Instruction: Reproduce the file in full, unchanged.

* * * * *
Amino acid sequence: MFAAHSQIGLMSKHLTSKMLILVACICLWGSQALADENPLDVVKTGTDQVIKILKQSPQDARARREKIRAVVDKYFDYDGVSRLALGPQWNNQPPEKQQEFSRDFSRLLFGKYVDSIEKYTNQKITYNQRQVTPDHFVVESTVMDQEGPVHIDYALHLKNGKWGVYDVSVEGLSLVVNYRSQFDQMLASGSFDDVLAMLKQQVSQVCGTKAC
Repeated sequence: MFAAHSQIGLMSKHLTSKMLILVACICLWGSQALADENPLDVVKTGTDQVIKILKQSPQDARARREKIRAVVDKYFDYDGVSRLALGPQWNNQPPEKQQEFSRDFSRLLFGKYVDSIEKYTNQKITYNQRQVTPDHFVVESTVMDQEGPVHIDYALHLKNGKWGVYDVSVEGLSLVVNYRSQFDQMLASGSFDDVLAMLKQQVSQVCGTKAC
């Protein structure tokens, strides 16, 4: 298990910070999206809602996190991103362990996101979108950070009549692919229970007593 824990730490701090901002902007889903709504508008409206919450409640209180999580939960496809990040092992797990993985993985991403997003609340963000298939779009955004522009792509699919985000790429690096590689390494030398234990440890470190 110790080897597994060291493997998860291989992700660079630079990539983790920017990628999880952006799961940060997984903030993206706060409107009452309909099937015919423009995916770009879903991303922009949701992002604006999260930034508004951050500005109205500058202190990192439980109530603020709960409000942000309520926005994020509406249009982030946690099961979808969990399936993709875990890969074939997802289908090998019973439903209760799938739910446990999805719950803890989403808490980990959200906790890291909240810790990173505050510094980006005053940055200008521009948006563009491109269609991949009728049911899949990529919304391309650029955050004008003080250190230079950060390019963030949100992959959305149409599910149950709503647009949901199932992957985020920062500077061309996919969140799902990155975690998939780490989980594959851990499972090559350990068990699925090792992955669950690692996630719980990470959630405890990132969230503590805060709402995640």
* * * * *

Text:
Amino acid sequence: MFAAHSQIGLMSKHLTSKMLILVACICLWGSQALADENPLDVVKTGTDQVIKILKQSPQDARARREKIRAVVDKYFDYDGVSRLALGPQWNNQPPEKQQEFSRDFSRLLFGKYVDSIEKYTNQKITYNQRQVTPDHFVVESTVMDQEGPVHIDYALHLKNGKWGVYDVSVEGLSLVVNYRSQFDQMLASGSFDDVLAMLKQQVSQVCGTKAC
Repeated sequence: MFAAHSQIGLMSKHLTSKMLILVACICLWGSQALADENPLDVVKTGTDQVIKILKQSPQDARARREKIRAVVDKYFDYDGVSRLALGPQWNNQPPEKQQEFSRDFSRLLFGKYVDSIEKYTNQKITYNQRQVTPDHFVVESTVMDQEGPVHIDYALHLKNGKWGVYDVSVEGLSLVVNYRSQFDQMLASGSFDDVLAMLKQQVSQVCGTKAC
């Protein structure tokens, strides 16, 4: 298990910070999206809602996190991103362990996101979108950070009549692919229970007593 824990730490701090901002902007889903709504508008409206919450409640209180999580939960496809990040092992797990993985993985991403997003609340963000298939779009955004522009792509699919985000790429690096590689390494030398234990440890470190 110790080897597994060291493997998860291989992700660079630079990539983790920017990628999880952006799961940060997984903030993206706060409107009452309909099937015919423009995916770009879903991303922009949701992002604006999260930034508004951050500005109205500058202190990192439980109530603020709960409000942000309520926005994020509406249009982030946690099961979808969990399936993709875990890969074939997802289908090998019973439903209760799938739910446990999805719950803890989403808490980990959200906790890291909240810790990173505050510094980006005053940055200008521009948006563009491109269609991949009728049911899949990529919304391309650029955050004008003080250190230079950060390019963030949100992959959305149409599910149950709503647009949901199932992957985020920062500077061309996919969140799902990155975690998939780490989980594959851990499972090559350990068990699925090792992955669950690692996630719980990470959630405890990132969230503590805060709402995640």